Strength Training for Parents: 3 Powerful Reasons You Need to Start Today


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Written by Guest | October 31st, 2019
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Father and son

Guest Post by Nicholas Rizzo

As a parent, there is so much going on that requires the majority of your time and attention. With kids on the mind, it is easy to get in the habit of forgetting to direct any of that time and attention to yourself.

Several of my friends literally feel guilty when going to the gym. As they put it, “I should just be spending that time with my kids. When they grow up I will have more than enough time for that stuff.”

This may give you more time with your kids now. It may even make you feel good as you recognize your self-sacrifice for your kids. Unfortunately, they couldn’t be more wrong.

Finding time to invest in your health, well-being, and happiness is obviously good for you in general, but it is also beneficial for you as a parent. Whether it is healthy eating or physical activity, modeling healthy behaviors and self-care while raising kids is crucial.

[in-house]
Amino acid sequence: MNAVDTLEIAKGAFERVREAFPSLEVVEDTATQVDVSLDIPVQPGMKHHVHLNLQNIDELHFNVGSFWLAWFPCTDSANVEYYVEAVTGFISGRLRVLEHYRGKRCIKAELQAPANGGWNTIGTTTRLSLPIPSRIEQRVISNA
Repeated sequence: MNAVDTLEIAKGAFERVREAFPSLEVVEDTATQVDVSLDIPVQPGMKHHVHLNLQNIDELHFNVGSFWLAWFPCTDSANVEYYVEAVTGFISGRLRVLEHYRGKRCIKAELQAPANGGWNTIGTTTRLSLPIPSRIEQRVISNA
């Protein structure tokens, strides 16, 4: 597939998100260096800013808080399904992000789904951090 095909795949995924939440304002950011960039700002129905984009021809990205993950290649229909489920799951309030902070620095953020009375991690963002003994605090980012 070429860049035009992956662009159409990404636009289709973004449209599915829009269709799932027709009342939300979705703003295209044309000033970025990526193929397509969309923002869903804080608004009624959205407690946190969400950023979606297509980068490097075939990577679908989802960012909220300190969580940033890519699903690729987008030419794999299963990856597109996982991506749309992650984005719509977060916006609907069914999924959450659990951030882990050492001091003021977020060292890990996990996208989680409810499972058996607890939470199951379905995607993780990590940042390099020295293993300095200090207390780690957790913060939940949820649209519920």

When it comes to getting active, it’s always best to just do what you enjoy doing the most. That being said, the one activity every parent should be making time for is strength training.

We all know that building strength and muscle is beneficial for your health and wellness. What you probably don’t know is just how beneficial weightlifting can be, specifically for aging populations.

Making strength training a part of your lifestyle now, rather than later, provides lifelong benefits. If you are already aging faster than you would like, don’t worry, it isn’t too late. You can start to see significant improvements in your physical, mental, and emotional health in a short period of time.

A meta-analysis of over 120 studies broke down the benefits of weightlifting for seniors. If you’d like to see just how beneficial it can be overall, feel free to check out the RunRepeat Analysis here. When it comes to parents, there were three prominent reasons to stop procrastinating and start weightlifting now.

You can age with more independence